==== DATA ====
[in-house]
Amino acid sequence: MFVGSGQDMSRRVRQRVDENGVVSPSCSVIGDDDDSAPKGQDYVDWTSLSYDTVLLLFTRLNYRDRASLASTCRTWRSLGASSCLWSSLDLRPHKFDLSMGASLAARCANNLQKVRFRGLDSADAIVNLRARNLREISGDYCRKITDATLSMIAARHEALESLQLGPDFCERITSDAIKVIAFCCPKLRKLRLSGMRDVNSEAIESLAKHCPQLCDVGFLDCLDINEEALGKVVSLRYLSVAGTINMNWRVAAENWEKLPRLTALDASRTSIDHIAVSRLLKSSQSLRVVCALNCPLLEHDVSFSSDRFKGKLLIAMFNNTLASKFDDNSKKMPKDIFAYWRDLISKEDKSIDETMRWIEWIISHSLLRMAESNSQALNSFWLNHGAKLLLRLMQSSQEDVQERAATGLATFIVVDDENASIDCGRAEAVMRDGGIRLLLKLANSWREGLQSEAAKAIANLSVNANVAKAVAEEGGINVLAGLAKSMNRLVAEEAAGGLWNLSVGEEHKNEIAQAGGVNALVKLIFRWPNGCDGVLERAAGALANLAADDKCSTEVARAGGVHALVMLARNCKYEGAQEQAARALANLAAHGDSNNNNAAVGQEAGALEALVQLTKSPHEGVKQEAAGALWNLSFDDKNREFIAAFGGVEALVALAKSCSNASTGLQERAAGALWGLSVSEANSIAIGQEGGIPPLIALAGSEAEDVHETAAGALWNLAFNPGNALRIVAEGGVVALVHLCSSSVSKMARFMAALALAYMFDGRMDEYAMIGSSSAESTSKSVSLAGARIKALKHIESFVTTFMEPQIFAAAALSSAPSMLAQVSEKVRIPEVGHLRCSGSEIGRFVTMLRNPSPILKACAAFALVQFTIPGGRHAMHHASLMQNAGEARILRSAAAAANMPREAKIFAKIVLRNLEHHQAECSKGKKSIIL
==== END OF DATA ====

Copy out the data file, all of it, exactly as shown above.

[in-house]
Amino acid sequence: MFVGSGQDMSRRVRQRVDENGVVSPSCSVIGDDDDSAPKGQDYVDWTSLSYDTVLLLFTRLNYRDRASLASTCRTWRSLGASSCLWSSLDLRPHKFDLSMGASLAARCANNLQKVRFRGLDSADAIVNLRARNLREISGDYCRKITDATLSMIAARHEALESLQLGPDFCERITSDAIKVIAFCCPKLRKLRLSGMRDVNSEAIESLAKHCPQLCDVGFLDCLDINEEALGKVVSLRYLSVAGTINMNWRVAAENWEKLPRLTALDASRTSIDHIAVSRLLKSSQSLRVVCALNCPLLEHDVSFSSDRFKGKLLIAMFNNTLASKFDDNSKKMPKDIFAYWRDLISKEDKSIDETMRWIEWIISHSLLRMAESNSQALNSFWLNHGAKLLLRLMQSSQEDVQERAATGLATFIVVDDENASIDCGRAEAVMRDGGIRLLLKLANSWREGLQSEAAKAIANLSVNANVAKAVAEEGGINVLAGLAKSMNRLVAEEAAGGLWNLSVGEEHKNEIAQAGGVNALVKLIFRWPNGCDGVLERAAGALANLAADDKCSTEVARAGGVHALVMLARNCKYEGAQEQAARALANLAAHGDSNNNNAAVGQEAGALEALVQLTKSPHEGVKQEAAGALWNLSFDDKNREFIAAFGGVEALVALAKSCSNASTGLQERAAGALWGLSVSEANSIAIGQEGGIPPLIALAGSEAEDVHETAAGALWNLAFNPGNALRIVAEGGVVALVHLCSSSVSKMARFMAALALAYMFDGRMDEYAMIGSSSAESTSKSVSLAGARIKALKHIESFVTTFMEPQIFAAAALSSAPSMLAQVSEKVRIPEVGHLRCSGSEIGRFVTMLRNPSPILKACAAFALVQFTIPGGRHAMHHASLMQNAGEARILRSAAAAANMPREAKIFAKIVLRNLEHHQAECSKGKKSIIL